Different kinds of writing.
[Remember, keep sending in your questions to firstname.lastname@example.org with the subject line "W.A.W. Mailbox" and I will answer each Friday. I will use your first name ONLY unless you tell me explicitly that you'd like me to use your full name or you would prefer to remain anonymous. My comment policy also may mean one of your comments ends up in the mailbox. Project 2nd weekly mailbox will begin this week.]
Do your writing tips meaningfully differ for different sorts of writing? Journalistic, poetry, script writing, etc.
I mention this in my disclaimery stuff. However, it's not as if I expect more than two or three of my readers ever went spelunking far enough into the hidden bowels of this blog to find it. Writing About Writing is mostly about creative writing, and usually about fiction.
There is a lot of overlap in every kind writing. Vocabulary, structure, imagery. I've yet to meet a capable poet who couldn't write a damned fine sentence. I've never even heard of a (serious) journalist who lacked the ability to construct a compelling paragraph. Every fiction writer who has ever taken on an expository subject, wrote quite well–if perhaps with a somewhat florid prose.
But there are differences too. If I were hired as a tech writer and I wrote how I blogged, I'd be looking for a new job before lunch. Journalism doesn't worry about the interaction between character development and theme. You have to let go and let the director decide how to block and emote when you write a play or a screenplay. These different ways of writing have their own skill sets. And while there is some overlap that makes one writer competent at other writing styles, there is enough divergence to easily see the difference between competent and exceptional.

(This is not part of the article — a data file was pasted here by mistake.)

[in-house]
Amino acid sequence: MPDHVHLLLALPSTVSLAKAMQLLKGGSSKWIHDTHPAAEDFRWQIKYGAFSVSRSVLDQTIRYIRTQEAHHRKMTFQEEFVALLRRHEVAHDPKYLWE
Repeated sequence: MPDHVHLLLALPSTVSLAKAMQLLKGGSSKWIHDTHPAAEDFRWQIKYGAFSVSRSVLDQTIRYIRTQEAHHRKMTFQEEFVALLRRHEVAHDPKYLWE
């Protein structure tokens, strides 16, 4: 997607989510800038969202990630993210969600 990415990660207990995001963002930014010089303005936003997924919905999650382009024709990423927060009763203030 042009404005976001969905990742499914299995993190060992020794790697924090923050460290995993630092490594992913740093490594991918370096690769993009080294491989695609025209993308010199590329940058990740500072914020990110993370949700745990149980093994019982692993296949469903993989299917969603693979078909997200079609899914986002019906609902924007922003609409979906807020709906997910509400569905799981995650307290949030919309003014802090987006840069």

Some advice would stay the same especially linguistic advice. Don't dangle your modifiers. Maintain your tense unless there's a reason not to. Don't go overboard with cliches. Other advice would be like arriving in Bizarro world. (You do NOT use concrete description of scene to describe the setting in a play or screenplay, but it's one of the most important parts of fiction.) In formal writing (higher-brow journalism or tech writing) it would be egregious to write how you spoke, but in blogging or some more folksy fiction, that is the preferred style.
Many of these differences are so huge they are not even "genre" per se. They are disciplinary. Chances are if you're on a college campus, the school of journalism is not even in the same BUILDING as Creative Writing. And you have different degrees for C.W. and expository writing. If it were all the same, we'd all be getting a "Writing" degree and crammed into the same gigantic lecture hall.
Lots of writers move across these various disciplines, but there are often some growing pains–especially if they don't think they'll have to change. Though on the other hand some really fucking awesome books have come from writers who brought their strengths from other writing types into their fiction. My favorite example of this is the travel writer who wrote a fiction book in almost exactly the travel writing style: Midnight in the Garden of Good and Evil.
So yes, many many big difference, even though there is some dovetail.